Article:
By: Stephanie Diana Gast- Wilson
I get asked a lot, “Why are there so many new regulations?” and, “Why are all these underwriting guidelines so strict… it’s like they don’t want to lend money”. It’s not that lenders don’t want to lend that’s counter productive to the industry they are in. Lenders just don’t want to suffer and in turn cause customers to suffer as much as they did with all the foreclosures in 2008.
No one wants to think about the prospect of foreclosure. However, no matter how wealthy a person is today the crash of 2008 showed many of us how quickly that can change. So while researching “probabilities” for a project in my masters’ course on Quantitative Analysis it got me thinking about how have probabilities and quantitative analysis influenced the issues in foreclosure. While researching this I stumbled across an article published by the University of Michigan http://www.umich.edu/~reecon/restate/faculty/Capozza/CondREE.pdf where they took a totally different approach to calculating our probability of foreclosure. The past mathematical evaluation models (which the paper points out were done in the 1990’s) calculate the probability using a method that sees the risk as risk free. Meaning that the benefits in a home loan for the lender out weigh the risks, however; this article looks at the possibility of the risks not zeroing out the gains.
A great way for those of you in the mortgage field can rationalize that concept as in 2008 when homes were being foreclosed on they had a loan or loans that were a higher value than the unit it self. So, many of us had to deal with short sale negotiations where the amount of the loans were exponentially more than the value of the property it self.
So this got me thinking what is a person’s likeness of foreclosure? And what if anything can we each do to avoid foreclosure ourselves? When I searched the former I found an article on http://www.propublica.org/article/by-the-numbers-a-revealing-look-at-the-mortgage-mod-meltdown which takes a deep look at the crash. In it the article looks at the fact that there were so many deals to get a person in a home with little to no money down and Adjustable Rate Mortgage (ARMs) loans that had balloon payments that many didn’t understand about. In a nut shell it proves the paper done by Michigan State and that the analysis models used didn’t factor the risks as heavily as it should have.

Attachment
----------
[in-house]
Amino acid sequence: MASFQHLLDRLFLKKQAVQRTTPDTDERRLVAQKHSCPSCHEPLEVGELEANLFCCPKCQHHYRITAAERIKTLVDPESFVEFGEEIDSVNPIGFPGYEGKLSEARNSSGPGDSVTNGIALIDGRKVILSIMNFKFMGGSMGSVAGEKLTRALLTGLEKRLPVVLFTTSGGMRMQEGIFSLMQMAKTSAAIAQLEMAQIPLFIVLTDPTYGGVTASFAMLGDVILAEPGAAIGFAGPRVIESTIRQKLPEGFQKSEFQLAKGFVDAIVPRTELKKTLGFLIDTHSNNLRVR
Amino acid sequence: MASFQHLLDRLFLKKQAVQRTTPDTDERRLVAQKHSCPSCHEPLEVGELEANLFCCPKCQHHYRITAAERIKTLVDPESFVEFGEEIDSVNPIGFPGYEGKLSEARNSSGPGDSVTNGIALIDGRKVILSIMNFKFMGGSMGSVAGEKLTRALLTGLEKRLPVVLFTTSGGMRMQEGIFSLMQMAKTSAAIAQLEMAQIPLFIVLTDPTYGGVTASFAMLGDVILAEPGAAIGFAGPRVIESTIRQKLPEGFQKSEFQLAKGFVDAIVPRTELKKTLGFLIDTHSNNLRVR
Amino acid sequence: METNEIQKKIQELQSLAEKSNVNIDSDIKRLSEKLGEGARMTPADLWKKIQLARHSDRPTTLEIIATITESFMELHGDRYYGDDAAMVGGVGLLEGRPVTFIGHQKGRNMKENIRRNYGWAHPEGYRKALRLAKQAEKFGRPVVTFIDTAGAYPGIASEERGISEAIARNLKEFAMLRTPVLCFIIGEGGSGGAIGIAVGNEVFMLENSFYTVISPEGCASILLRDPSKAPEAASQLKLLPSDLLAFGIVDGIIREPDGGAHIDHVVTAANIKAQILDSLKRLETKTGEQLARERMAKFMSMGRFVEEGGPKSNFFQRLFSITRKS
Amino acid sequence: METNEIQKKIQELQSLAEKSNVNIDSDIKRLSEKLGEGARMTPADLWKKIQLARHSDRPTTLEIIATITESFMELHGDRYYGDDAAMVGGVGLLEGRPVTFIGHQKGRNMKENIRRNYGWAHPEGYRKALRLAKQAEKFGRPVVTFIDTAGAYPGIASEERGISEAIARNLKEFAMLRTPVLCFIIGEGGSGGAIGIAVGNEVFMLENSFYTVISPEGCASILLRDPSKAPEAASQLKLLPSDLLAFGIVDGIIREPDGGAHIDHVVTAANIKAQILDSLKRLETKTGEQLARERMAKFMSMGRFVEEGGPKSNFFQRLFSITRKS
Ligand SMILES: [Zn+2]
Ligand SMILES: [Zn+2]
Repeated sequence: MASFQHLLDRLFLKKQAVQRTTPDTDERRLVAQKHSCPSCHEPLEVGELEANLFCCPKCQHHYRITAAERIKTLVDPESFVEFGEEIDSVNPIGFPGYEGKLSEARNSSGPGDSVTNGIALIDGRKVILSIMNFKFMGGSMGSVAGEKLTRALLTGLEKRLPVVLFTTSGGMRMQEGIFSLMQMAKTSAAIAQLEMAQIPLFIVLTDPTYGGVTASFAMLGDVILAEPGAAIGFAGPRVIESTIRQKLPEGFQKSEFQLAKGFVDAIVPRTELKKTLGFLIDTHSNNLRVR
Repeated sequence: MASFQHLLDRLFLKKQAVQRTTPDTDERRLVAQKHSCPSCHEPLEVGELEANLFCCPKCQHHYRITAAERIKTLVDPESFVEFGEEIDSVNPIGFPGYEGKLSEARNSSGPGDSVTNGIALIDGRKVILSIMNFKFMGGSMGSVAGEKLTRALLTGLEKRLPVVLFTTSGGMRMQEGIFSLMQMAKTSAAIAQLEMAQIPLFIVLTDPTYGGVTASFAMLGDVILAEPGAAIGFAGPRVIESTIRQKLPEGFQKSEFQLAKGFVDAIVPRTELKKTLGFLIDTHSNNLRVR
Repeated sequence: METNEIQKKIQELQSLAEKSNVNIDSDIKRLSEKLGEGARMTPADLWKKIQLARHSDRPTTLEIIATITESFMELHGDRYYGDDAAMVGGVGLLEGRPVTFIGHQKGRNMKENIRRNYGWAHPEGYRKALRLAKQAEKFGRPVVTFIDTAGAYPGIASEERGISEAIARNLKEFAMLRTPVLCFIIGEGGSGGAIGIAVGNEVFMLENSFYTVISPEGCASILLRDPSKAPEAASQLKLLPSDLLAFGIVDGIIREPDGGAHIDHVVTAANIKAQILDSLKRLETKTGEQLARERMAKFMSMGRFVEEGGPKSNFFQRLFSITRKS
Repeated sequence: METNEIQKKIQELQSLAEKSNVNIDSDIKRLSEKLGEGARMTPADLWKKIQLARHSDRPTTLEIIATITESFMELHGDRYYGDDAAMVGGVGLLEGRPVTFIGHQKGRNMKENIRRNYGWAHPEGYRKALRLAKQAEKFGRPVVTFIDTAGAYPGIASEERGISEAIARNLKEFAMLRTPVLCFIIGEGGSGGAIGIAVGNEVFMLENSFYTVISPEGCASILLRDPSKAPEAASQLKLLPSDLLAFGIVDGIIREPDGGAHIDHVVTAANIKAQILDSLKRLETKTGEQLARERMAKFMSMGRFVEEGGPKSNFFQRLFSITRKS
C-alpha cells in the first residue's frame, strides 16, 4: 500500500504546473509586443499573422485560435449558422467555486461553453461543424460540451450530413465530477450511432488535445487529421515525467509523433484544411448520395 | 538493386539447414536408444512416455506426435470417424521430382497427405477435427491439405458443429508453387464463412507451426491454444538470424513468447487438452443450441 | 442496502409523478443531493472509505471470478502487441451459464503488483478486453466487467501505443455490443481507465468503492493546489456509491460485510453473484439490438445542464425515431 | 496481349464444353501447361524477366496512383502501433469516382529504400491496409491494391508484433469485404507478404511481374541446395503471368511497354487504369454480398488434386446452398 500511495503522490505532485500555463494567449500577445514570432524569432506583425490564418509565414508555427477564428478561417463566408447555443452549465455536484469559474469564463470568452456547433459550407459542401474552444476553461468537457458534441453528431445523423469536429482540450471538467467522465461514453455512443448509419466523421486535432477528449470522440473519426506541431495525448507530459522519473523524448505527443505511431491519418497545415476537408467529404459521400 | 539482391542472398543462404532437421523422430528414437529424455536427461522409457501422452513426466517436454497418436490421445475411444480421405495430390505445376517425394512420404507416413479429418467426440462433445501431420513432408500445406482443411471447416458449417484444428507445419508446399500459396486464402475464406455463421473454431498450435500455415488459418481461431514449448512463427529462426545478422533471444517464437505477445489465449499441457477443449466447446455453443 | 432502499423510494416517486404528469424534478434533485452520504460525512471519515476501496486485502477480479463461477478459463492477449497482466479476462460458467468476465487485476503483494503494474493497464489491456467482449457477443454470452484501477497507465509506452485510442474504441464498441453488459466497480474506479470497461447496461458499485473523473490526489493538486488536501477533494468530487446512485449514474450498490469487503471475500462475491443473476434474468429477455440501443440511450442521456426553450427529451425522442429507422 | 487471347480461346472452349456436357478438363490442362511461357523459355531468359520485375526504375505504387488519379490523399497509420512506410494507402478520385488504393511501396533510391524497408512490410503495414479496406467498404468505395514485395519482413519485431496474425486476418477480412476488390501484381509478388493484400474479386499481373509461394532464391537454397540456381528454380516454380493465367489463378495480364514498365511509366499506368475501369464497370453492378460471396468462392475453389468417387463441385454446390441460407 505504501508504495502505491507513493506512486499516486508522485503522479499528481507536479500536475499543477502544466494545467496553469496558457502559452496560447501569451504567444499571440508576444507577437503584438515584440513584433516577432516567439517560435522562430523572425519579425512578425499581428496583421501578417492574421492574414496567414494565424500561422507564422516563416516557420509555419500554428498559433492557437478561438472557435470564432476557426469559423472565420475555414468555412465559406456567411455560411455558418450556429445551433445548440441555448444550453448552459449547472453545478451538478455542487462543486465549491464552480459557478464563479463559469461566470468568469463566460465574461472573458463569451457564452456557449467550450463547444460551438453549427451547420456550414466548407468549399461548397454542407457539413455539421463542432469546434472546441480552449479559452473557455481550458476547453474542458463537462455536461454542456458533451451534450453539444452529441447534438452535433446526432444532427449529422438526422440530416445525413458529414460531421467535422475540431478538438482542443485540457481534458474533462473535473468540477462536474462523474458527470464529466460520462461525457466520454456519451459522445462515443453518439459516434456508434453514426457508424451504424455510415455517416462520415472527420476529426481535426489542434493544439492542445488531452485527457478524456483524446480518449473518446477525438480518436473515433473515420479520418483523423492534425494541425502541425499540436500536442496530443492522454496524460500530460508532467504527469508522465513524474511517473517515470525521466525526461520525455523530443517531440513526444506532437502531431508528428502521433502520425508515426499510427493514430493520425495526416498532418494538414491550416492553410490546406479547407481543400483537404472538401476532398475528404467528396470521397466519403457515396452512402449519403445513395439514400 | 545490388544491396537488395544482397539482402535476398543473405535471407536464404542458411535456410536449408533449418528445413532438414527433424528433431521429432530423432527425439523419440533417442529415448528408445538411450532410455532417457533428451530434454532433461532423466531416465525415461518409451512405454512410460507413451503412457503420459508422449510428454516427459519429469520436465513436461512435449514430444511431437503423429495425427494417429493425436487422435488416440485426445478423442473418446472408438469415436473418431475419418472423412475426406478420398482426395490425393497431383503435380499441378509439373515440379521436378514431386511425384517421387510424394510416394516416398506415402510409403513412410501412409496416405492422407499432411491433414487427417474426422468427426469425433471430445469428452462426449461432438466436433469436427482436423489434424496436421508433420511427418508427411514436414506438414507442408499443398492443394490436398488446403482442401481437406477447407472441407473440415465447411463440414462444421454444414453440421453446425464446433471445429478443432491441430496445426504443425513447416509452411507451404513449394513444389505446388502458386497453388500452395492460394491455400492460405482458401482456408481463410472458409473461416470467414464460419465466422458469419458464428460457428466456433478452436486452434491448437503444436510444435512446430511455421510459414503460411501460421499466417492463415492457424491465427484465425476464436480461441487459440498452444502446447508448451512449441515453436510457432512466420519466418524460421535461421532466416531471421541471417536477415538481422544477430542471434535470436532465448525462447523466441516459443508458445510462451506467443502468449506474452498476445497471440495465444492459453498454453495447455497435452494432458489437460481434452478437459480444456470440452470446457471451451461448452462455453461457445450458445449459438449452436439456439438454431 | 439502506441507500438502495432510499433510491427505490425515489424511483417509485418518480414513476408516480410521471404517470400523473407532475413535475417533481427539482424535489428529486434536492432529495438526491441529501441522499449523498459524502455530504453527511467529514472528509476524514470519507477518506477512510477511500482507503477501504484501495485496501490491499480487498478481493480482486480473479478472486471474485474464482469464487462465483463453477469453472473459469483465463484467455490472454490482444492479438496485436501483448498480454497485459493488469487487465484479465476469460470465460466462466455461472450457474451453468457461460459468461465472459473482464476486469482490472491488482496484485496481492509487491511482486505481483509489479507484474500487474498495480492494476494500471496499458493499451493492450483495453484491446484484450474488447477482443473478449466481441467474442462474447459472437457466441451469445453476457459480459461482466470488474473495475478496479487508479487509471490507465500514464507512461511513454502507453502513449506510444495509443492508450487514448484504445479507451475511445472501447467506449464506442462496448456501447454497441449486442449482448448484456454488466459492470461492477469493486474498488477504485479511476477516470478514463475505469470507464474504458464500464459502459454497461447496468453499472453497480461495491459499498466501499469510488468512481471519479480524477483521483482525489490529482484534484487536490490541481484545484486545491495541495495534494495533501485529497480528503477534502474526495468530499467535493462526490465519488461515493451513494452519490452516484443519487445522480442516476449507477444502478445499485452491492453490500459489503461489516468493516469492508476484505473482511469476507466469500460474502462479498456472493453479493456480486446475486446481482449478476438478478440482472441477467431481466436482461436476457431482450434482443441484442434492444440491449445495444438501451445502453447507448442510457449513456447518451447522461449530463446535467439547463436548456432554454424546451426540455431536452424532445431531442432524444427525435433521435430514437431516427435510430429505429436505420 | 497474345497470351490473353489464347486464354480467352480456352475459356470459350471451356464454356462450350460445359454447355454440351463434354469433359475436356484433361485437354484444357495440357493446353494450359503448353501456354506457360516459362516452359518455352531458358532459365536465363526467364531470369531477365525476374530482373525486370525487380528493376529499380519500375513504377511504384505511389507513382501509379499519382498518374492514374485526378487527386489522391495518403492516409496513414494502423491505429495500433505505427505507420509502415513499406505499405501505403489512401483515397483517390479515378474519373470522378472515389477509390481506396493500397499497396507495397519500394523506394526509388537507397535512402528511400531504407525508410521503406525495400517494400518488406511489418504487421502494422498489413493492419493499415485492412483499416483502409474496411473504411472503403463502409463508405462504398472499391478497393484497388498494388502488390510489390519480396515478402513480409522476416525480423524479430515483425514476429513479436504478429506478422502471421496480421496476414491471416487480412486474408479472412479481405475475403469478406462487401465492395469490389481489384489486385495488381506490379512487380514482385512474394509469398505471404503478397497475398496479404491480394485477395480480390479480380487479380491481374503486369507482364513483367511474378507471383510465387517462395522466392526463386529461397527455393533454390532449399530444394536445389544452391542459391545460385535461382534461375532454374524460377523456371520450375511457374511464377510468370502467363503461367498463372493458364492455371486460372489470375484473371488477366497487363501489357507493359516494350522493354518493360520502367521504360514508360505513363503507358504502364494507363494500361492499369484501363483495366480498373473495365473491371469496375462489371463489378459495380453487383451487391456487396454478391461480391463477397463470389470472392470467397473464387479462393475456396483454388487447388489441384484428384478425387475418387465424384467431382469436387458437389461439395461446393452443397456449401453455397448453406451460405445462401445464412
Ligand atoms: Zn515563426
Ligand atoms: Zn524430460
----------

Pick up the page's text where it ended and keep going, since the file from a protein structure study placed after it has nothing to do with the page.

Interesting when researching how likely one is to be foreclosed on a foreclosure risk calculator appeared. http://www.spreadsheet123.com/calculators/foreclosure-risk-calculator.html. Basically it examines your property value, loan amount, duration of loan, … and spits out the monthly interests rates, number of payments, how much a borrower would pay per month and how the lender would profit. It even shows the functions used in excel to create the math to validate the information provided.
Now for the tough question how to avoid foreclosure. Sometimes personal circumstances can’t be avoided so a good step is to familiarize yourself with http://portal.hud.gov/hudportal/HUD?src=/topics/avoiding_foreclosure which has information on what options you have when you are at risk of foreclosure at the loan level such as a Making Homes Affordable loan (MHA).
As noted on NOLO.com’s article on this topic walking away should note be your primary option. Though it is well known that foreclosure can be a depressing and stressful endeavor NOLO advises in their article, http://www.nolo.com/legal-encyclopedia/how-avoid-foreclosure-29766.html to talk to your lender. Many do have programs to help you keep up with your payments. Remember lenders are in the business to lend they make more money by working with you so don’t be afraid to make that phone call. These other articles are a good place to look for tips at the loan level:
Foreclosure and all the information regarding the topic is daunting and down right scary. However, the old saying about knowledge being power is very true in this case. So, the best way to avoid foreclosure is to stay tuned to what options and information are out there. Researching this topic before it becomes a personal problem is a step in the right direction to protecting the biggest investment most of us ever make… in a home.